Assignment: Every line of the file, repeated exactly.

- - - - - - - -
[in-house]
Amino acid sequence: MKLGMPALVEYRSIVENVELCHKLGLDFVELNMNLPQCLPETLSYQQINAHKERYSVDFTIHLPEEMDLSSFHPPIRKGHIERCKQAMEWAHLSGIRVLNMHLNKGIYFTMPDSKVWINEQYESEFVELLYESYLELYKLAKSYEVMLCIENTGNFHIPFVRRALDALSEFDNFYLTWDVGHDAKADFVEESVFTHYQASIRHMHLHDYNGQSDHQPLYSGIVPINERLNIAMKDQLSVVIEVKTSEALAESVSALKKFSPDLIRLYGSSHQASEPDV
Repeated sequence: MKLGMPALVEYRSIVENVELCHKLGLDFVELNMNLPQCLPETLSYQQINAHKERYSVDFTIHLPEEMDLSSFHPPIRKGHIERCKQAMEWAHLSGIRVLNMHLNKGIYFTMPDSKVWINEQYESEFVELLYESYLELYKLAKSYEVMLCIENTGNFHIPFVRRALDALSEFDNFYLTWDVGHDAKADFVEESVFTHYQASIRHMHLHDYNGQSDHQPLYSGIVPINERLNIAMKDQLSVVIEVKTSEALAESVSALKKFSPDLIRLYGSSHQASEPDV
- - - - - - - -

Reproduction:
[in-house]
Amino acid sequence: MKLGMPALVEYRSIVENVELCHKLGLDFVELNMNLPQCLPETLSYQQINAHKERYSVDFTIHLPEEMDLSSFHPPIRKGHIERCKQAMEWAHLSGIRVLNMHLNKGIYFTMPDSKVWINEQYESEFVELLYESYLELYKLAKSYEVMLCIENTGNFHIPFVRRALDALSEFDNFYLTWDVGHDAKADFVEESVFTHYQASIRHMHLHDYNGQSDHQPLYSGIVPINERLNIAMKDQLSVVIEVKTSEALAESVSALKKFSPDLIRLYGSSHQASEPDV
Repeated sequence: MKLGMPALVEYRSIVENVELCHKLGLDFVELNMNLPQCLPETLSYQQINAHKERYSVDFTIHLPEEMDLSSFHPPIRKGHIERCKQAMEWAHLSGIRVLNMHLNKGIYFTMPDSKVWINEQYESEFVELLYESYLELYKLAKSYEVMLCIENTGNFHIPFVRRALDALSEFDNFYLTWDVGHDAKADFVEESVFTHYQASIRHMHLHDYNGQSDHQPLYSGIVPINERLNIAMKDQLSVVIEVKTSEALAESVSALKKFSPDLIRLYGSSHQASEPDV